- What’s Ahead Weatherwise? El Niño!
- Our Weather in San Ramón & Atenas Costa Rica – 2013
- Our Weather in San Ramón de Alajuela, Costa Rica – 2012
- Our Weather in San Ramón de Alajuela, Costa Rica – 2011
- 15 Days
Our newest tour is the Ultimate Healthcare Tour of Costa Rica. When asked what he liked best about June’s healthcare tour, one of our guests wrote, “the wide variety of places we saw, the experts that Paul arranged for us to meet and talk with, and an emphasis on all aspects of health, not just doctors and hospitals. Mental health is just as important as physical, if not more so.” We’ve lived in Costa Rica for over five years and have used the Caja, Costa Rica’s public healthcare system extensively, as well as the private system, when needed. We’ve learned the system and have been referred up the ladder to see specialists in the maze that is the Caja system. Gloria’s even had surgery here. Our blend of personal insights and on-the-ground experience combines to answer your questions about whether or not Costa Rica’s healthcare system could meet your individual needs.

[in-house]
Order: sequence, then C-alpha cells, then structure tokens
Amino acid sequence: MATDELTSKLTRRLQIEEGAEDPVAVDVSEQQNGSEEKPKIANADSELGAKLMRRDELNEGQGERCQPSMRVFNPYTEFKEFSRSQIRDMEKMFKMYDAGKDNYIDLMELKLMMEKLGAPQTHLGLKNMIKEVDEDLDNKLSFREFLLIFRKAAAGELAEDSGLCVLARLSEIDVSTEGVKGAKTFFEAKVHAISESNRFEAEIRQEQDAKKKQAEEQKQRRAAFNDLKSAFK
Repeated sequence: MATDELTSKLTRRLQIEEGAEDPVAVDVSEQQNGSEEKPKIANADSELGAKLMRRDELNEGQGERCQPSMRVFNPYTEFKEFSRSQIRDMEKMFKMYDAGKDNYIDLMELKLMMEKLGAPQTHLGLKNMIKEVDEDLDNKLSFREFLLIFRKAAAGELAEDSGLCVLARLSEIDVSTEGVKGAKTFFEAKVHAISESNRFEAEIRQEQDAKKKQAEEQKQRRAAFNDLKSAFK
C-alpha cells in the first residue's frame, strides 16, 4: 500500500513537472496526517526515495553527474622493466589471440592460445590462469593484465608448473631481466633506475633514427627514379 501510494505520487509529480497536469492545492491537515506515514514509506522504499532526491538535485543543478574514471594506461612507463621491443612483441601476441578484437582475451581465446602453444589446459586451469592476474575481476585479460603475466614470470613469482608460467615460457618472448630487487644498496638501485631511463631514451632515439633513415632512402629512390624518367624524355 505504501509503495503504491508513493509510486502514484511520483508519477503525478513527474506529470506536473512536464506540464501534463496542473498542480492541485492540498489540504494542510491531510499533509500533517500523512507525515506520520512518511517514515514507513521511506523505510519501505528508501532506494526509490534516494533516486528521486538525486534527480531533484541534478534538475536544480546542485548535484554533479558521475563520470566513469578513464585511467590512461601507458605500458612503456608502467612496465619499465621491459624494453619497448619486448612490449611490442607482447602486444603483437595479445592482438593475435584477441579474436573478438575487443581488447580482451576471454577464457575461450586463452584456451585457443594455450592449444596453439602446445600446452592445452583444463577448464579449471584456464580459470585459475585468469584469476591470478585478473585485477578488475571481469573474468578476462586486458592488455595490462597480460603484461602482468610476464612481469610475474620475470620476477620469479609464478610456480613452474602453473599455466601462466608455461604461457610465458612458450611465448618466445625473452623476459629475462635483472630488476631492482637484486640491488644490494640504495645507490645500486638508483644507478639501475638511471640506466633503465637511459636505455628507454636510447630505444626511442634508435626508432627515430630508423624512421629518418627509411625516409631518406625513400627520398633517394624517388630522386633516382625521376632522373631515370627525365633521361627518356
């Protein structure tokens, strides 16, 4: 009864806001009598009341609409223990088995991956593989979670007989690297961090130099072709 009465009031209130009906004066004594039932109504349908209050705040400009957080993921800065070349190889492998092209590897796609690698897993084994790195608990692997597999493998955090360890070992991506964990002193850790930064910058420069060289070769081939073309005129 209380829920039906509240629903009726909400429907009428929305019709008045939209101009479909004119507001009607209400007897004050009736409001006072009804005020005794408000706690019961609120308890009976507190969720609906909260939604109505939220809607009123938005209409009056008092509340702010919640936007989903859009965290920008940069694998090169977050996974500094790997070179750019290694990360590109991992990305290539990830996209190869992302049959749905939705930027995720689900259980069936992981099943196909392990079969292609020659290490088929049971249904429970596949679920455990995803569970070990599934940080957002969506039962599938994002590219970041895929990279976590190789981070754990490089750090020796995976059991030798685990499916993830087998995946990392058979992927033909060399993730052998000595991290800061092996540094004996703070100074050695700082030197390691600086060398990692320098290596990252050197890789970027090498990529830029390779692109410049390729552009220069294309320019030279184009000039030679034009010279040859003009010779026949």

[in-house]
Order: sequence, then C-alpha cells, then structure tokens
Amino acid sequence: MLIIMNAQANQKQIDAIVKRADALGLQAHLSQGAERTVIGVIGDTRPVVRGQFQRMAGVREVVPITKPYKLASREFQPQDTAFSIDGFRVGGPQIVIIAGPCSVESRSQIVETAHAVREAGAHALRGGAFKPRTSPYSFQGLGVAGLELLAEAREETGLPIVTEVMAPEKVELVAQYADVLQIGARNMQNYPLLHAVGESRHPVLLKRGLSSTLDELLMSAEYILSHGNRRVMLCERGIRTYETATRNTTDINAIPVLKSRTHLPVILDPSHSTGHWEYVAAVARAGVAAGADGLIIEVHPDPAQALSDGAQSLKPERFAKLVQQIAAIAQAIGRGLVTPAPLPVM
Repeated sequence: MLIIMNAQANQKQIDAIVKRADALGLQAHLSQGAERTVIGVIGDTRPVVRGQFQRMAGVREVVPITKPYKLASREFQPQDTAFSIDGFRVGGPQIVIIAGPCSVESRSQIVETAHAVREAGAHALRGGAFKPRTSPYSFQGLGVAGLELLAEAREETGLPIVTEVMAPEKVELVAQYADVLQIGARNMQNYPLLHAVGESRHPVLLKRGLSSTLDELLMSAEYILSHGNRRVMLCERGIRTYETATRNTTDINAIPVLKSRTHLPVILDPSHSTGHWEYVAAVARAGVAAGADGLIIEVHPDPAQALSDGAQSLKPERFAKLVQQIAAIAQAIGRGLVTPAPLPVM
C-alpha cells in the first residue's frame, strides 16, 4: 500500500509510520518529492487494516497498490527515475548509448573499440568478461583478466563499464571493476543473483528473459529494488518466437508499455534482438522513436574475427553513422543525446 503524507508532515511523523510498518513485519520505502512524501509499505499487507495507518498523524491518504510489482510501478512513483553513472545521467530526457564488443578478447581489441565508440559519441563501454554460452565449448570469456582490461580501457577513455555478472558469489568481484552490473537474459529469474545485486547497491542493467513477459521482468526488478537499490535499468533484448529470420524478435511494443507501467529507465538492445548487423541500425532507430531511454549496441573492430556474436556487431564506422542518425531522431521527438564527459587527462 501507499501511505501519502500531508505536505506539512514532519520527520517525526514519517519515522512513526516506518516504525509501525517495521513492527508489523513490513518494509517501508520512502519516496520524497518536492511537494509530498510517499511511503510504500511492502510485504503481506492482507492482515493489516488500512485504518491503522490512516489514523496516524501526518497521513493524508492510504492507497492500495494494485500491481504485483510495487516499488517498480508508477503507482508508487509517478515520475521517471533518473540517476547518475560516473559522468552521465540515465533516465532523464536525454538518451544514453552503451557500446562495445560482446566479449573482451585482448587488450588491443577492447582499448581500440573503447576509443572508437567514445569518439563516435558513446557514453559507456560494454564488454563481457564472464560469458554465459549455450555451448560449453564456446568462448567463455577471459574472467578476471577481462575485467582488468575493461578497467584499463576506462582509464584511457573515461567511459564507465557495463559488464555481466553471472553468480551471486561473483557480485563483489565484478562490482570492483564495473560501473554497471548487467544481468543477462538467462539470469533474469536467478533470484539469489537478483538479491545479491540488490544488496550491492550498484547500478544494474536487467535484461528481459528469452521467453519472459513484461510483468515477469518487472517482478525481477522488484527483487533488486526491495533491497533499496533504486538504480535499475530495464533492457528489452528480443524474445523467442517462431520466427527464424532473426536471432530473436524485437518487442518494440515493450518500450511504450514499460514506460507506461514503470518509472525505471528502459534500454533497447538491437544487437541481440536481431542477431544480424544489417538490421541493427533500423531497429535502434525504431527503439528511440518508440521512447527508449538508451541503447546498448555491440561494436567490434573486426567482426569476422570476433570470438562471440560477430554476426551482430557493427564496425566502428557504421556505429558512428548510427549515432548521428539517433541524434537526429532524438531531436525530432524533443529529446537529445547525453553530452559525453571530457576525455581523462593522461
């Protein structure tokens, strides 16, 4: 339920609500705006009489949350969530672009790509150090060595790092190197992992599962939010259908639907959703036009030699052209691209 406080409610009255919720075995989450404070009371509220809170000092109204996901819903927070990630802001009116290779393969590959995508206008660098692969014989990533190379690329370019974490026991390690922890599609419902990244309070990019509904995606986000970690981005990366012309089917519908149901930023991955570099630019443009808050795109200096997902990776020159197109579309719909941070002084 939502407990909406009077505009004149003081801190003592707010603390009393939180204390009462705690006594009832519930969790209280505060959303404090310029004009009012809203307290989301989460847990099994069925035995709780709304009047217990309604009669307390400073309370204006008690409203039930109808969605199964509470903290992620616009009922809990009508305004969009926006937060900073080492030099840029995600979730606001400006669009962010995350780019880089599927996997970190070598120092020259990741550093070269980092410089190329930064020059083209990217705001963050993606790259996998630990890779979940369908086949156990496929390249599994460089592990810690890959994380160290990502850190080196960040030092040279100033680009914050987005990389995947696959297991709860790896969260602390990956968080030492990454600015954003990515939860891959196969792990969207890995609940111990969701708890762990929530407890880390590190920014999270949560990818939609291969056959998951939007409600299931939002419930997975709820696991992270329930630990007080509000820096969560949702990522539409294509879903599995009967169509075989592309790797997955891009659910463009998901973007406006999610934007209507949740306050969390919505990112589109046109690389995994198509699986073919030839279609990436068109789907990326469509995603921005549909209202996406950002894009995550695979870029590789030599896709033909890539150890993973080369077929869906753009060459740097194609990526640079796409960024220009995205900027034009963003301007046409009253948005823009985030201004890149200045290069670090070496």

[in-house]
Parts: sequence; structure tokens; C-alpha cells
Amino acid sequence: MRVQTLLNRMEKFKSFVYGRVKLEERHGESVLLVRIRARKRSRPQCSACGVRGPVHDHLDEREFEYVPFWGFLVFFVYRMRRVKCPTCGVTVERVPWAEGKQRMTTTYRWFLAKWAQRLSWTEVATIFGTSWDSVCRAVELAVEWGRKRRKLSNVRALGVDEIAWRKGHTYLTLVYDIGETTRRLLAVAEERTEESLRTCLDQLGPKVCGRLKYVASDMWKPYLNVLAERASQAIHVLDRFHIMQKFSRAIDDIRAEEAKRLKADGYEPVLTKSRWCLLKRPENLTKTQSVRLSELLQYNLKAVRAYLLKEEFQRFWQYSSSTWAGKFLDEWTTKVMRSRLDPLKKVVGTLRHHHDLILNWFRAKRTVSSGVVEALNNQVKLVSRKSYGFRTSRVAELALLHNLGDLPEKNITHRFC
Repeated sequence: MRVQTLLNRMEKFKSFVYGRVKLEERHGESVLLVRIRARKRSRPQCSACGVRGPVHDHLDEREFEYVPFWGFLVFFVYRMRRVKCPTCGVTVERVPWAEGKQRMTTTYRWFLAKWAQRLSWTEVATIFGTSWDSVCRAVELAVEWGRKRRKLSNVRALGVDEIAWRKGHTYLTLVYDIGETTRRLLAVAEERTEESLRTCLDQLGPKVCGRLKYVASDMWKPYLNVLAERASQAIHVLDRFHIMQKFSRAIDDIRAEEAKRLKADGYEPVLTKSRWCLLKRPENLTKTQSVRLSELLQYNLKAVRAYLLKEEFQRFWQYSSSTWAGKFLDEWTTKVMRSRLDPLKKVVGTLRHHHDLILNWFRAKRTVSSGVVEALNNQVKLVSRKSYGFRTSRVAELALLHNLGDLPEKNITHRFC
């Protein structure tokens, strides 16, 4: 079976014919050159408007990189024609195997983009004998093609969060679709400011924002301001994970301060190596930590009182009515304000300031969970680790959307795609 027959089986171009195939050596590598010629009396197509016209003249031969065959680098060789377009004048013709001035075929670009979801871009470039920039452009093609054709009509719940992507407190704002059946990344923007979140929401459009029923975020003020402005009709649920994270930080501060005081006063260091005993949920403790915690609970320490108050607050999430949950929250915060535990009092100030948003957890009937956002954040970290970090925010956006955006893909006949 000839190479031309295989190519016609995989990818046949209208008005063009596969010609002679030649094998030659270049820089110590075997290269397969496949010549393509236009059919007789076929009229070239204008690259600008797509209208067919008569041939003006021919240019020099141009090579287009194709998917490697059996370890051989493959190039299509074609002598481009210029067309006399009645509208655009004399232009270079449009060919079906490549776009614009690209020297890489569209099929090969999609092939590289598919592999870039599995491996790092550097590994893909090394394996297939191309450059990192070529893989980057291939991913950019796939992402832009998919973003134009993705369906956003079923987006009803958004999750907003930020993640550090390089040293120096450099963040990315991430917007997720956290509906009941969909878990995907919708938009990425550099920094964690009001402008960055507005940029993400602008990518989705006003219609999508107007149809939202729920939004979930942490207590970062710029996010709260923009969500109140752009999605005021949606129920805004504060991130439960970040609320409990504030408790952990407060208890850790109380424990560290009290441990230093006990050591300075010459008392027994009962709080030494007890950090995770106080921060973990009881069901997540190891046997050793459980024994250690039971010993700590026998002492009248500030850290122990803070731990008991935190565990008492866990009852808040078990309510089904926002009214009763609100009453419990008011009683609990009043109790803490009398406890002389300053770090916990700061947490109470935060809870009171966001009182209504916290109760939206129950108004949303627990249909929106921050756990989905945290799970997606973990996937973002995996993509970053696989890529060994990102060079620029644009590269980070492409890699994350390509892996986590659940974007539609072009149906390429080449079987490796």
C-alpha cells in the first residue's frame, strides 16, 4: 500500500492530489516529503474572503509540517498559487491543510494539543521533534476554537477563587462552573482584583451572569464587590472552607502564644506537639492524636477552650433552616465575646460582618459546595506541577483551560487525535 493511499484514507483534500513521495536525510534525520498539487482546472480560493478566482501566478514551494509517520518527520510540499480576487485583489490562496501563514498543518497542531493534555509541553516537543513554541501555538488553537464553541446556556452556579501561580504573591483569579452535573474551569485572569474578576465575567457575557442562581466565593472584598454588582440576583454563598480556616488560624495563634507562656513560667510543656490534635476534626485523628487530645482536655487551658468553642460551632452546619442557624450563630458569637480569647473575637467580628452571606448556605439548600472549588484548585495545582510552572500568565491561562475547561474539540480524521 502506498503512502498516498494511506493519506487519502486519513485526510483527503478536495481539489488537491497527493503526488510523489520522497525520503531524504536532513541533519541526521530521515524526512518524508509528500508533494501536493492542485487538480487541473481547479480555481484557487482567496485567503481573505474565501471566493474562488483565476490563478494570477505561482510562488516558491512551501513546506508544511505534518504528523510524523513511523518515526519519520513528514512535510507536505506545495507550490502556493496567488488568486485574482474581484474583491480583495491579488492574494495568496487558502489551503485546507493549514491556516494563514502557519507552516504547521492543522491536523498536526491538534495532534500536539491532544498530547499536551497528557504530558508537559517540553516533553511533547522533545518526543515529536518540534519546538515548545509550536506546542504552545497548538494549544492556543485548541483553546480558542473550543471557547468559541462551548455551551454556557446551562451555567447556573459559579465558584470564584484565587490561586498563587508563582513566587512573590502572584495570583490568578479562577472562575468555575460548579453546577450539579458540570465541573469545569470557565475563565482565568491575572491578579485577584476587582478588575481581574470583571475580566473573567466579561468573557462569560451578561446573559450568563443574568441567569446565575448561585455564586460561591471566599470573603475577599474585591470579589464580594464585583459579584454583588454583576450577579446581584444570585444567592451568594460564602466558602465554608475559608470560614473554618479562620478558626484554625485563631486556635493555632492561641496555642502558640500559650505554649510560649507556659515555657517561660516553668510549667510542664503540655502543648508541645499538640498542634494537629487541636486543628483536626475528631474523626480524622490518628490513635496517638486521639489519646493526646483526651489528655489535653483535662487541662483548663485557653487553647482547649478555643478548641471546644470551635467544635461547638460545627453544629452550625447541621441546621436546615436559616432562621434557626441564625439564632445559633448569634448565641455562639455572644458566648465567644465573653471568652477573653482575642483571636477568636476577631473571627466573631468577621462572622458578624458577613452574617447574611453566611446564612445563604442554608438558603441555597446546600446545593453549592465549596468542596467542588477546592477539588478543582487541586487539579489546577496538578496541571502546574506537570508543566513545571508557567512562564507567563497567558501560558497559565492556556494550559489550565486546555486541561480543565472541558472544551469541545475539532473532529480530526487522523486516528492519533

But, while it is focused on healthcare, you will learn a lot more about living and retiring in Costa Rica’s Central Valley. Most of the second day of the tour takes place in the town of San Ramón where we live and use the services. And you will come to our home for lunch that day to listen to two of our featured speakers. Our tour is designed to save you both time and money, packing a lot of information into a short period of time. Our goal is to show you the possibilities and to try to demystify Costa Rica’s healthcare system. Our tour lasts two days and 1 night and includes lodging, transportation, meals and non-alcoholic beverages.
Sample Itinerary: You’ll visit:
- At least two private hospitals in San Jose area
- Hospital Mexico, the largest and best public hospital (they even do open heart surgeries there)
- An insurance broker for a presentation on the various supplemental health insurance options, including public, private, and international plans
- A senior living retirement community